Unethical Quote Of The Week: Nautika Harris

miami-teen-home-intruder

“You have to look at it from every child’s point of view that was raised in the hood. You have to understand … how he gonna get his money to have clothes to go to school? You have to look at it from his point of view.”

Nautika Harris (above, right), the cousin of a 17-year-old teen shot dead by a 54-year-old Miami woman as he tried to exit her home, which he had entered to burglarize.

Miami-Dade police say that Trevon Johnson, 17, burglarized the home of a 54-year-old old woman last week.

She was not in the house when the break-in occurred, but after being alerted by her surveillance system, she rushed home and found Johnson climbing out of a window. She shot him dead, and his relatives are outraged.

“I don’t care if she have her gun license or any of that. That is way beyond the law … way beyond,” Johnson’s cousin Nautika Harris told local radio station WFOR. “He was not supposed to die like this. He had a future ahead of him. Trevon had goals … he was a funny guy, very big on education, loved learning.”

And loved burglary, apparently.

There is  a disconnect here, and a deadly one. It is the same cultural malady that caused Michael Brown’s parents, apparently with sincerity, to describe their son as a gentle, lovely young man with a bright future despite his proclivity for getting stoned, shaking down store owners, committing petty theft and battling police officers. Teens who, like Nautika and her dead cousin, have been taught to believe that burglary is a reasonable pursuit in order to “get money to have clothes” do not have a future, and their goals will be blocked by the warped and anti-social ideas injected into them by an ethically stunted environment, encouraged by an entitled, perpetual victim’s mindset.

The community that taught Trevon Johnson that American society was obligated to ” look at it from his point of view” when he was robbing their houses doomed him as surely as his killer’s bullet. The Golden Rule is not “Do unto me as you would want to have done unto you if you were as devoid of civilized values as I am.”

The homeowner did not have to shoot Trevon, and should not have. It was not as if he was discovered in the house while she was there alone; he was not armed; he posed no threat as he tried to escape. Burglary is not a capital crime. She was wrong, and I would have no problem if she were charged with manslaughter for using excessive force, though apparently she will not be. Trevon’s family, however, and his community, have no basis for anger and indignation. Based on the words of his cousin, they taught a young man, because they apparently believe, that committing crimes to acquire other people’s property is reasonable, not at all inconsistent with having “a future” and “goals,” and that the rest of America should accept that.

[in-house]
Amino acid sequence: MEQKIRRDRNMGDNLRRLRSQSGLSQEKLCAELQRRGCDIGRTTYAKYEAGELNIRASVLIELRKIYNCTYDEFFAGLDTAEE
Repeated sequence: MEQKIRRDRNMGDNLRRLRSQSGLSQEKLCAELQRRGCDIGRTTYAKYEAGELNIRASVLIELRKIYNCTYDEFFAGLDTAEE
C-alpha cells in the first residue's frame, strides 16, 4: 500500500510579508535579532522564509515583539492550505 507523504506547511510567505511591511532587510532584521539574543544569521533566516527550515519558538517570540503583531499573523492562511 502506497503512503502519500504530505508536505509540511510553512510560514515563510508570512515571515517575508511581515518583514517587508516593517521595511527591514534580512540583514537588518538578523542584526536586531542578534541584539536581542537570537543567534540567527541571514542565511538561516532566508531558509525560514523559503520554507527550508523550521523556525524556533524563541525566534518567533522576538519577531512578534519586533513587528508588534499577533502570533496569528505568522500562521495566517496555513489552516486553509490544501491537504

As long as young black men are taught to think this way, tragedies like this will keep occurring, and people like Nautika will insist that white people just don’t understand.

 

91 thoughts on “Unethical Quote Of The Week: Nautika Harris

  1. http://lawnewz.com/crazy/woman-kills-home-intruder-and-media-actually-outraged-at-her/

    Dan Abrams’ article. Evidently there was a “confrontation” between the child and the homeowner. So she may have been firmly within her rights under the applicable Fla. statutes (thanks Tex).

    Dan’s article also includes a mug shot of the deceased child. Does this mean he was previously charged as an adult? I do not know.

    Interesting there is no discussion of the race of the homeowner. Insofar as she resides in Liberty City, one of the two traditional black areas of Miami (the other being Overtown), I am going to assume she, as was the child, is black.

    • I read that. If someone is crawling out of my home window, and I say, “WHAT THE HELL DO YOU THINK YOU’RE DOING???”, that’s a confrontation. I don’t assume he attacked her.

      Yes, I assume she’s black, since this didn’t spark immediate riots. Because black lives matter unless they are killed by other blacks (BLMUTAKBOB)

      • 776.013 Home protection; use or threatened use of deadly force; presumption of fear of death or great bodily harm.—
        (1) A person is presumed to have held a reasonable fear of imminent peril of death or great bodily harm to himself or herself or another when using or threatening to use defensive force that is intended or likely to cause death or great bodily harm to another if:
        (a) The person against whom the defensive force was used or threatened was in the process of unlawfully and forcefully entering, or had unlawfully and forcibly entered, a dwelling, residence, or occupied vehicle, or if that person had removed or was attempting to remove another against that person’s will from the dwelling, residence, or occupied vehicle; and